When the debacle of the Healthcare.gov launch first hit the media, there was a talking point that nearly drove me to destroy my TV with any object I could find. Was it not for the fact that I really like my TV, things could have been ugly!
What was it that drove me to such madness?
Forget the fact that:
- The platform obviously suffered from a lack of testing.
- The website was clearly not built from requirements that included customer input.
- The budget ran over by millions of dollars.
It was the earth-shattering realization that the new website, Healthcare.gov, had been built using 10-year old technology! (Gasp…)
USA Today was one of a few news sources that covered this notion and cited “technology experts” that made claims referencing 10-year old technology. To date, I can’t find anyone that specifically identifies the offending antiquity by name. I guess I can find some comfort in knowing pundits on all sides were pointing fingers at old technology – at least their collective ignorance on the issues are bi-partisan.
Therefore, in honor of this senseless demonizing of all things old, I would like to devote my second entry in this series to a few technologies that turned 10 long ago, and are still going strong today.
Our first old-timer is Ethernet. You know, that big phone line that you plugged into your laptop before the prevalence of Wi-Fi. Come to think of it… doesn’t Wi-Fi resemble Ethernet in many ways? Ethernet was developed in the 1970’s at Xerox, introduced in 1980, and standardized by the IEEE in 1985. Over the years it has gained features (such as our much-maligned friend auto-negotiation) and increased capacity, but has fundamentally remained unchanged. And while more and more corporate networks are moving to wireless LANs, you can be sure that nearly every web site you visit is ultimately at the other end of a service provider’s Ethernet-connected core and lives on a host with one, if not several, Ethernet connections.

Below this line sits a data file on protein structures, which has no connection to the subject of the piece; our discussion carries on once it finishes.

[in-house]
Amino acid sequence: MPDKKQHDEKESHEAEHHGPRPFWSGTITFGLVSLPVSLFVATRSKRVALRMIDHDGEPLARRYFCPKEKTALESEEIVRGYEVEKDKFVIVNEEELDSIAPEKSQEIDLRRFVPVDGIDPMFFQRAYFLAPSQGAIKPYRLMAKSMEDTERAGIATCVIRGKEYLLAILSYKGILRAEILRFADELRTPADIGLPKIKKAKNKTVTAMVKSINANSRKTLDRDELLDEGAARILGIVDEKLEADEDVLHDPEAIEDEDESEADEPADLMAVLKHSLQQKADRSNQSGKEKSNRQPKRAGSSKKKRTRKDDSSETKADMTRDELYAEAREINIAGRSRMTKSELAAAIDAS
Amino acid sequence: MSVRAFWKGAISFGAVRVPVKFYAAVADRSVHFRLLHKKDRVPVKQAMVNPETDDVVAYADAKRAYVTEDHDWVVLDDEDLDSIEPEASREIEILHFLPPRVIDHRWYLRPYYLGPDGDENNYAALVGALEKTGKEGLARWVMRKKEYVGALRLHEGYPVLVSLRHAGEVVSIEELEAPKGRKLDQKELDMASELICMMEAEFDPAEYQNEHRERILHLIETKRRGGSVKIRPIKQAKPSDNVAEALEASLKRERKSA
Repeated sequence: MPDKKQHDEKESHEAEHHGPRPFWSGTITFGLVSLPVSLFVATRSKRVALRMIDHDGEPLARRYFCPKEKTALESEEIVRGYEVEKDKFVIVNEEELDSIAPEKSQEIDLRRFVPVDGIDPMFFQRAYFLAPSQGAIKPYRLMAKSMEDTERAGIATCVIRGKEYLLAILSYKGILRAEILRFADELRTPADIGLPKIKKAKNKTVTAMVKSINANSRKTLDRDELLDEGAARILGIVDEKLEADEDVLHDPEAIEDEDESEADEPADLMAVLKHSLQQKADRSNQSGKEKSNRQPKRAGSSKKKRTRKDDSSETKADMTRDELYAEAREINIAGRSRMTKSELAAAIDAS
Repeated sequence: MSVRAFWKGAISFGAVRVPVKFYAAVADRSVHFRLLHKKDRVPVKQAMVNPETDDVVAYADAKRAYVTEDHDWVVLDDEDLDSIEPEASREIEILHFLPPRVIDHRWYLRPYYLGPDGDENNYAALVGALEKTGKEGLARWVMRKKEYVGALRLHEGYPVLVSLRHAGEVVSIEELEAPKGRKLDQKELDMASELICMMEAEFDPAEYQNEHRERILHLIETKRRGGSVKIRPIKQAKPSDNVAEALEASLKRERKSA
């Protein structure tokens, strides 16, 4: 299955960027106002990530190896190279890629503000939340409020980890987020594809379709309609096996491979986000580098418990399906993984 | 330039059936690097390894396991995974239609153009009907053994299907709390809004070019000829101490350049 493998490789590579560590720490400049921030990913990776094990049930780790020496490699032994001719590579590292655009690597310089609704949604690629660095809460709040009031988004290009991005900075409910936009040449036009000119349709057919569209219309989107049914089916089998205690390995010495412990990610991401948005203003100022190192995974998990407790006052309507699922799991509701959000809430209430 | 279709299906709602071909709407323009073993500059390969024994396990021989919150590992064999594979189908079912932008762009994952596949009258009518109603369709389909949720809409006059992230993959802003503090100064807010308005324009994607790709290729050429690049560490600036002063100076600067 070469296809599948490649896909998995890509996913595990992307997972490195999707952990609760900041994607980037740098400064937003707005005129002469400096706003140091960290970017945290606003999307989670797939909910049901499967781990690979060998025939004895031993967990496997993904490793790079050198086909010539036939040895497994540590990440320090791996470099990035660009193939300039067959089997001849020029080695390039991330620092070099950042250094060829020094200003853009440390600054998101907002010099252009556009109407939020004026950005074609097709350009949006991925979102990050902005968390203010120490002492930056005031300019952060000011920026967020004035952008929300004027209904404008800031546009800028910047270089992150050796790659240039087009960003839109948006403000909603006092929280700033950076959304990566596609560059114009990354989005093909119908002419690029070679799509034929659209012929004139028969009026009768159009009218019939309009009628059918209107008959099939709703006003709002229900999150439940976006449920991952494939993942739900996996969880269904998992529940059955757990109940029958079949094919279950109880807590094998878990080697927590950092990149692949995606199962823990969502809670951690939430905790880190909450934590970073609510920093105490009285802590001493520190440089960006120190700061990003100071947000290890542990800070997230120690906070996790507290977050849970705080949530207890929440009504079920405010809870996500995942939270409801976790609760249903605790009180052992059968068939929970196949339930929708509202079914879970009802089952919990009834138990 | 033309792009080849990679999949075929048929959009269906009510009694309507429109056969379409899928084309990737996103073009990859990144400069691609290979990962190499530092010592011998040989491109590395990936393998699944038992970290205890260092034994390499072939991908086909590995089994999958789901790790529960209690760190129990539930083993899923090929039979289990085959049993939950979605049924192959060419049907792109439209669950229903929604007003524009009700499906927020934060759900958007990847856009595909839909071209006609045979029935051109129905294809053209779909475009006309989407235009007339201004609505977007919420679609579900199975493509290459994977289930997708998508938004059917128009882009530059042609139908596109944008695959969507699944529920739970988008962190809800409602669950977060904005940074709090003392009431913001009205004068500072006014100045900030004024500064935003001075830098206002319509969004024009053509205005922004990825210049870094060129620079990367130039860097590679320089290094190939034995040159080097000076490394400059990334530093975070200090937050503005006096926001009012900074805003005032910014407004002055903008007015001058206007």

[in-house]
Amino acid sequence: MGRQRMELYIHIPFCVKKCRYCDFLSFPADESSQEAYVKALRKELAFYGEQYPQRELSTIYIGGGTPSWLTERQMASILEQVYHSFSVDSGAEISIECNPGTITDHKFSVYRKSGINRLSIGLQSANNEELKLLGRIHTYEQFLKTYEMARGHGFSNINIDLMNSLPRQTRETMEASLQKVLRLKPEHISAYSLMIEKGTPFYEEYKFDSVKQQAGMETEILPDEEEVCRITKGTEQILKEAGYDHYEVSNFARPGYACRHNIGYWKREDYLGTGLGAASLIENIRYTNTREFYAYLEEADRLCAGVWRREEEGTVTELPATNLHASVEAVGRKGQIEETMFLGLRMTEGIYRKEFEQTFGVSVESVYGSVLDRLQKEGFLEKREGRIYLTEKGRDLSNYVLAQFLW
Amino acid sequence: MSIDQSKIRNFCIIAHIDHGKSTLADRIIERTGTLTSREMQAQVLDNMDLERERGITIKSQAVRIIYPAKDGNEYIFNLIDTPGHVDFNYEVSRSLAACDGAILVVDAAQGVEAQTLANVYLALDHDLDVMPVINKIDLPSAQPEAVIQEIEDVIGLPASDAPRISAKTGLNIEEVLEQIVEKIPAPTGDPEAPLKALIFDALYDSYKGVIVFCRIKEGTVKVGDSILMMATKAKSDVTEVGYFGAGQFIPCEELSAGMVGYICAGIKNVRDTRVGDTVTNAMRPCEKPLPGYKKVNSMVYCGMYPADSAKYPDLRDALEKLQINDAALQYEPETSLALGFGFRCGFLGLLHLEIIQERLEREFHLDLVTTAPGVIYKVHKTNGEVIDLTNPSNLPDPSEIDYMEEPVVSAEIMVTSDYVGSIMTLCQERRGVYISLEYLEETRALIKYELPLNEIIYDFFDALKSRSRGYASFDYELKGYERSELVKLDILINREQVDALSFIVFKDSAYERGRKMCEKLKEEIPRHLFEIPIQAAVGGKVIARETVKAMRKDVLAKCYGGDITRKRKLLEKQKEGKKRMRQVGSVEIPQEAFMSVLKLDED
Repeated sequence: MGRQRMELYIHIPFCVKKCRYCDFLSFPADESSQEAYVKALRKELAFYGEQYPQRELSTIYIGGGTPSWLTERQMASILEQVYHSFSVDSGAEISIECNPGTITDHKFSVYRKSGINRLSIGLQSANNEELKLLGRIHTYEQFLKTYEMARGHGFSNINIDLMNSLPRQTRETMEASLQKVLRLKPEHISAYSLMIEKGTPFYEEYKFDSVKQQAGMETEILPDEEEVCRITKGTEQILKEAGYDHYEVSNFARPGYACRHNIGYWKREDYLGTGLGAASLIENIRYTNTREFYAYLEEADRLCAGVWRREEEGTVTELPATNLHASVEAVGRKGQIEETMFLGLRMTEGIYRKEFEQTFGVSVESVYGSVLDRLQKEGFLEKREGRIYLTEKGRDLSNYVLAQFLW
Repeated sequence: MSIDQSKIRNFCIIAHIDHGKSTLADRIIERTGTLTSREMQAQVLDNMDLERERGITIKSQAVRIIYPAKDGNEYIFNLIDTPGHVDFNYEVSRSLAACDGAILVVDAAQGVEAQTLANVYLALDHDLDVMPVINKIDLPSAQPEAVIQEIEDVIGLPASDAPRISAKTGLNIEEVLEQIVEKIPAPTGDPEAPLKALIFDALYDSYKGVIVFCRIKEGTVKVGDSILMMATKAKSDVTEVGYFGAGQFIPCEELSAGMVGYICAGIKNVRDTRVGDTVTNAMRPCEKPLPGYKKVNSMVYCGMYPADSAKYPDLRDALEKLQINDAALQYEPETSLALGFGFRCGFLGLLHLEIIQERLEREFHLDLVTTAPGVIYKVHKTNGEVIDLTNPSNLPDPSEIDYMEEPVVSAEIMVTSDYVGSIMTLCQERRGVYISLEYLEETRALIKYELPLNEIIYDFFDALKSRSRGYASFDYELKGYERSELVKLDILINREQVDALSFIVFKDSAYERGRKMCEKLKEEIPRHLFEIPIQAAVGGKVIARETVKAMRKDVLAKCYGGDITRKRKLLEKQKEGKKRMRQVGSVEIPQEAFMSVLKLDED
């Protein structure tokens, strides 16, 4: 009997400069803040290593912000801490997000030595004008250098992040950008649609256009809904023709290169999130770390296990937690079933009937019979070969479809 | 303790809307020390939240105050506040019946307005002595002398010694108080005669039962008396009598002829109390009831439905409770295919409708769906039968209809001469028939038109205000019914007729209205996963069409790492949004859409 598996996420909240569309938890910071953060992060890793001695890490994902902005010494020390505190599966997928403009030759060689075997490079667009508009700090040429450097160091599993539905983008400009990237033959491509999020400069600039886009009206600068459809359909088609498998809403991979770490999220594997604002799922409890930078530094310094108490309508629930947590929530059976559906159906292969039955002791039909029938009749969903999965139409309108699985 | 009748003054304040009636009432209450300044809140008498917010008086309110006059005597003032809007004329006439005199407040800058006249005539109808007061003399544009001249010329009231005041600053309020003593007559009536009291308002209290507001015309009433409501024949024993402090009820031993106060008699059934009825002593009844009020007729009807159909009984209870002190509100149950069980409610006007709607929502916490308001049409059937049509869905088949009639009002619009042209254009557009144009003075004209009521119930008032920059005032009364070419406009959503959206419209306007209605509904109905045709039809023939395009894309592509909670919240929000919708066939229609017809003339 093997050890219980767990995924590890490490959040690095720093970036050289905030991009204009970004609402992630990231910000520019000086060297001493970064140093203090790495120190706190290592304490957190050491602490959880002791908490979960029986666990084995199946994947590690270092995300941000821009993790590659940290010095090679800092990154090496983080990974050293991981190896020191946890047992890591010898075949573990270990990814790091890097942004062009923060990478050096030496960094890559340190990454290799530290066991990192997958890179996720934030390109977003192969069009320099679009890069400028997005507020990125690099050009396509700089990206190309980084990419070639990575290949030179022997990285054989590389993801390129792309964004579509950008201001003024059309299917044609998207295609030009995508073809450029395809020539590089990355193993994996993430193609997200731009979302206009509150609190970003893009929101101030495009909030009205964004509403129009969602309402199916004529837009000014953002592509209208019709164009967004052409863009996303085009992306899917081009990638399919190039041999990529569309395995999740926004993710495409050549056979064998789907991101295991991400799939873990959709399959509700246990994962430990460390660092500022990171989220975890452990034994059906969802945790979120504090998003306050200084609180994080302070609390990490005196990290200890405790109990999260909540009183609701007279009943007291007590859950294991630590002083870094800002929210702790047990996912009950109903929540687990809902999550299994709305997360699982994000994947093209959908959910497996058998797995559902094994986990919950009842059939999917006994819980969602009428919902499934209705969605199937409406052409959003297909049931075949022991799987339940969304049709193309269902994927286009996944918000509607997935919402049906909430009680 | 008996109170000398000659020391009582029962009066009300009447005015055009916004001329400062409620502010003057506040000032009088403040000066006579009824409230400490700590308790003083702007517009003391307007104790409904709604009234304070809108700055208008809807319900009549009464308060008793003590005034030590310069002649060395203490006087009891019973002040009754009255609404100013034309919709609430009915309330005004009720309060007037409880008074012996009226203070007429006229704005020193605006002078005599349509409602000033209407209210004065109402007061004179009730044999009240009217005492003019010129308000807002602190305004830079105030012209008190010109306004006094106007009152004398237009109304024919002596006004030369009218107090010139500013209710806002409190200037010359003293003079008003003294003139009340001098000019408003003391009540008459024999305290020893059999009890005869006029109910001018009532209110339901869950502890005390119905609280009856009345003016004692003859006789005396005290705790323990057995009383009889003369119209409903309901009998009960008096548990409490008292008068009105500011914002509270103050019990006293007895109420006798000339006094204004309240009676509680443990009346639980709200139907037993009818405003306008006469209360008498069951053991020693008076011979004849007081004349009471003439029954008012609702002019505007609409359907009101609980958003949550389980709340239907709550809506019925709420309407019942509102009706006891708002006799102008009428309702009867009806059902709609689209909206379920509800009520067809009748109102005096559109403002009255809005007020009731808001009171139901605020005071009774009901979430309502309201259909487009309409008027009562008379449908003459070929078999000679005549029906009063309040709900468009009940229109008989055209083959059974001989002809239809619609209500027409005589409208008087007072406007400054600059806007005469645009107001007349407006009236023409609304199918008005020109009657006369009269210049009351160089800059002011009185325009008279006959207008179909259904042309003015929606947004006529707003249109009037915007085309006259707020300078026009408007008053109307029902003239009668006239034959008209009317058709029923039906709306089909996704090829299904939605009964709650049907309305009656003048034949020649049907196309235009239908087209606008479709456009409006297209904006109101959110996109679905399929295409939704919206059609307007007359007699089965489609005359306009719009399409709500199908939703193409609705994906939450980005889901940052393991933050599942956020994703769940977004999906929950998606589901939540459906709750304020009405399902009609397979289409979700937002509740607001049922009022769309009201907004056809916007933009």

Next on our list is TCP/IP. If Ethernet connected your computer to the world, TCP/IP gave it eyes and ears. TCP/IP has its roots in research led by Vint Cerf at DARPA in the 1960’s and 1970’s and was formally adopted by the US Department of Defense in 1982. TCP/IP provides for logical addressing (IP addresses) and structured communication (via TCP ports) and supports virtually all communication on the internet today.
Finally, I would like to wrap up with HTTP. Compared to Ethernet and TCP/IP, the Hypertext Transfer Protocol is the new kid on the block, having been introduced as recently as 1991. Supporting communication across what we know today as the World Wide Web, today HTTP accounts for the vast majority of all internet traffic.
So, there you have it. Three technologies, each at least 20 years old, and they fundamentally support the modern internet. I could easily go on with others such as UDP, DNS, and BGP, but the lesson learned is simple – respect your elders.
The 3rd in this series will cover the dangers of building a product without customer input.
If you haven’t already seen the 1st in this series on capacity management be sure to check it out.